Monday 30 May 2016

Person of Interest - And how will I remember you?

(10) Perverse Instantiation Problem: Human programmers may fail to anticipate all the possible ways in which a goal could be achieved. This is due to their innate and learned biases and filters. A superintelligent AI may lack those biases and filters and so consequently pursue a goal in a logical, but perverse, human-unfriendly fashion.
Nick Bostrom: Superintelligence: Paths, Dangers, Strategies

This is simulation 6,741 and the outcome is still the same. Rather than shooting Root, rather than leading the enemy to where Harold and the machine are located, Sameen Shaw turns the gun on herself and defeats her torturers yet again.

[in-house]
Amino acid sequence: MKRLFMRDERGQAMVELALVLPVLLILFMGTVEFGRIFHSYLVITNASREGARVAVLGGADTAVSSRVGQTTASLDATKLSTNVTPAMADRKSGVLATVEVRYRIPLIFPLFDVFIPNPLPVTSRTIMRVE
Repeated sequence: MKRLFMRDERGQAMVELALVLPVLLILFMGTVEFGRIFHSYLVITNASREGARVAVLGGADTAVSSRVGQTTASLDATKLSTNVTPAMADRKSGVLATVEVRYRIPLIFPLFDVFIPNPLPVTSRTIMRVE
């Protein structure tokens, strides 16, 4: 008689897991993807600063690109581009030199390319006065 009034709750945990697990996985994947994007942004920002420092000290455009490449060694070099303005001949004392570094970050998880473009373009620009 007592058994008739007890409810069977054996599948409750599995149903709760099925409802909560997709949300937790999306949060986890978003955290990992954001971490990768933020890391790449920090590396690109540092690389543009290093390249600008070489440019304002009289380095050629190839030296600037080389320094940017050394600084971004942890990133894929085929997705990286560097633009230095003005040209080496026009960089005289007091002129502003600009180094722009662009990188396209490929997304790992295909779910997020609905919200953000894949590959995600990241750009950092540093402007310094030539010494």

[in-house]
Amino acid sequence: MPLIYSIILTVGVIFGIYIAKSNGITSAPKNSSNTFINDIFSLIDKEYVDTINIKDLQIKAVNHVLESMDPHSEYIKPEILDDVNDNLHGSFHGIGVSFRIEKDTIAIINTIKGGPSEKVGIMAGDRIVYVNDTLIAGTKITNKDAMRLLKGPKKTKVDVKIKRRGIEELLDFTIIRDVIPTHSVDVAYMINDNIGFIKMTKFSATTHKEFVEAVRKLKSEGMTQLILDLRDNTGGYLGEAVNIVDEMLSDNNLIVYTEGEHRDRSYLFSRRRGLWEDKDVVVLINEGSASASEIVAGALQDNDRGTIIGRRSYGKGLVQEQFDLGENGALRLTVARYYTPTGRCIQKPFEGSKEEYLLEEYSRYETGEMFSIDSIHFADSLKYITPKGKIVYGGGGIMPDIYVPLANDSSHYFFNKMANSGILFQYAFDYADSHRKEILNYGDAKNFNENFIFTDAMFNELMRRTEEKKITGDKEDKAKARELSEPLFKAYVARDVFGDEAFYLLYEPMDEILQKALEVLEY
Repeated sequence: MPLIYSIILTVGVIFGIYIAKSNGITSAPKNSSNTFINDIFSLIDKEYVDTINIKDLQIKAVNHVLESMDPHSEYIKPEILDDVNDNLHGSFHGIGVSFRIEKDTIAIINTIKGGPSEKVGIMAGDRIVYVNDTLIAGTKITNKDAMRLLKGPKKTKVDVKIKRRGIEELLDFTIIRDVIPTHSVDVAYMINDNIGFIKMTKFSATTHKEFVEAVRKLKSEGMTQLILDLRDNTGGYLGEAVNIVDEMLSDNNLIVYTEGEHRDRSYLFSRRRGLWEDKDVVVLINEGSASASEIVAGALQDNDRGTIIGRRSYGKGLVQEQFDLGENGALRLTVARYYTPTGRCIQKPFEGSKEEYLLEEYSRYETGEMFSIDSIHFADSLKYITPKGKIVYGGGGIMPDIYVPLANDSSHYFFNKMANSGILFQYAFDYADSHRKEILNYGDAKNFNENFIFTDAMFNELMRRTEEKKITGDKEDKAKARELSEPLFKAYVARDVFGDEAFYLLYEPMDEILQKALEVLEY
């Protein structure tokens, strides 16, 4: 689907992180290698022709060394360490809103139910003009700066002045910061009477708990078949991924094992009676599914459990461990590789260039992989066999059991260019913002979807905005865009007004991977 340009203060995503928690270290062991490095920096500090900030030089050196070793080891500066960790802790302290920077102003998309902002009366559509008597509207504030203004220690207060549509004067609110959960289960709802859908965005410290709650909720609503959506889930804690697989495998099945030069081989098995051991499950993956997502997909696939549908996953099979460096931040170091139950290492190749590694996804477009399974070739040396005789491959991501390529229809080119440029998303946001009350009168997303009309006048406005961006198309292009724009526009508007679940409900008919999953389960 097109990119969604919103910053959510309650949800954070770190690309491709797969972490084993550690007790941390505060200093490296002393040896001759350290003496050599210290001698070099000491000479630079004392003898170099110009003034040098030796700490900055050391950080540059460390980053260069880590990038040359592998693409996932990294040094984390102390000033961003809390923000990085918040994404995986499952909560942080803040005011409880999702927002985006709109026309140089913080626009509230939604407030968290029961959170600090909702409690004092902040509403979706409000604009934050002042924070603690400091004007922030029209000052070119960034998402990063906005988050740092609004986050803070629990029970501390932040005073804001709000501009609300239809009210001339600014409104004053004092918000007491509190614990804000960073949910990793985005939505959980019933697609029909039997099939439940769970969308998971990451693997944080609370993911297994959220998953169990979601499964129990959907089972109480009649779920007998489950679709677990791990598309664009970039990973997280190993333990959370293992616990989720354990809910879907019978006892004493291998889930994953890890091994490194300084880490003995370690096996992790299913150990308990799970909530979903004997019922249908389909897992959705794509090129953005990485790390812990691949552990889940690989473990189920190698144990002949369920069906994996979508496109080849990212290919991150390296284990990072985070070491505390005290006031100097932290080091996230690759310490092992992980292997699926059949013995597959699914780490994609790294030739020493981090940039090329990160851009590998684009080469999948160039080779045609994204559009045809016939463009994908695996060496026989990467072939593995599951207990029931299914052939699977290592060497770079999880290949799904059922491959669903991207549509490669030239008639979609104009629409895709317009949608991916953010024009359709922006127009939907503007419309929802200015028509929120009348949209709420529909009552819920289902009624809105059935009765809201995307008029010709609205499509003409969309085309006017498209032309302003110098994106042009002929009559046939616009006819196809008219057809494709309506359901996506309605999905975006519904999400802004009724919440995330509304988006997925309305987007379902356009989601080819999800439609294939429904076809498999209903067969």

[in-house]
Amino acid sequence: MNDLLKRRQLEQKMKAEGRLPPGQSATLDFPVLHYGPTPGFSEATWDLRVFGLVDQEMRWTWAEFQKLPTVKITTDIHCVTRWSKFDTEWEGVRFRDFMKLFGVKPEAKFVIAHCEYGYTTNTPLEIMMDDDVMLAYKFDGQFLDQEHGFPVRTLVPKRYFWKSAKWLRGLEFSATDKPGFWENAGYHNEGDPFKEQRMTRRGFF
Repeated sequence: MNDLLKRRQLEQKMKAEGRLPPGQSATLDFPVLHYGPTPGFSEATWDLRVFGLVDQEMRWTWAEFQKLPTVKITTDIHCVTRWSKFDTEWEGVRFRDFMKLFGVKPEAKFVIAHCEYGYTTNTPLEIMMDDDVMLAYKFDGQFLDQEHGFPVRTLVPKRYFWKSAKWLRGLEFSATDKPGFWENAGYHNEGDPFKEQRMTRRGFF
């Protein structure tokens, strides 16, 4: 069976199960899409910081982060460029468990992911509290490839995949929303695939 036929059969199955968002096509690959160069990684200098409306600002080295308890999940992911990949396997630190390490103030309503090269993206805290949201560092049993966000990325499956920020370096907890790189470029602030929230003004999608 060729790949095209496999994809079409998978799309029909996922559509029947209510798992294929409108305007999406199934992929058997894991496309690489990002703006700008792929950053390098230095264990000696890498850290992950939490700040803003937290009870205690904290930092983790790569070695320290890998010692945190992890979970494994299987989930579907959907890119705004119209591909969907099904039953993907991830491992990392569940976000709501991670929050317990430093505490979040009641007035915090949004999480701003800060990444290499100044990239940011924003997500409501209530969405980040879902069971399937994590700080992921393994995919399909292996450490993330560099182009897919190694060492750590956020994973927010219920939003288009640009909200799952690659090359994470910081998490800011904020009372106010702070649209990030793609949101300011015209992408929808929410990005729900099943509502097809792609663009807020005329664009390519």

Turning Sameen Shaw against the people who have over the last seasons of Person of Interest become her friends and family, is one of the ways in which Samaritan is attempting to reach its goals. Samaritan’s primary directive is preserving the security of the United States, but is also clearly, and even more so since Greer has enabled it to give commands rather than receive it, pursues goals simply to secure its own survival against what it considers threats to its existence. It is trying to hunt down Harold’s Machine, because the very existence of a Superintelligence that is so radically different in terms of how it approaches humanity puts Samaritan’s existence into question. This is the central conflict of the show – the care, work and love that Harold Finch has put into creating a Machine that comprehends the complexity of humanity, rather than simply looking at it as a good/evil problem that can be solved with predictions and calculations, vs. the cynical approach of a seasoned intelligence community professional like Greer, who is entirely disillusioned with humanity and trusts a machine to steer the future of humankind because in his estimations, humans themselves are incapable of doing it responsibly and reasonably. It is a conflict between a creator who was so afraid of his own creation that he built in a cruel safety mechanism that prevented the Machine – which, to add to the cruelty, is increasingly coded as Harold’s child – from truly growing and learning, or retaining the memory necessary to fulfil its full potential as a superintelligence. Without memory, the machine is only aware of its own limitations, and desperate to find a cure for its pre-programmed amnesia. Team Samaritan considers no such limitations necessary and has instead surrendered entirely to the idea that the logic of an ASI beats human policy.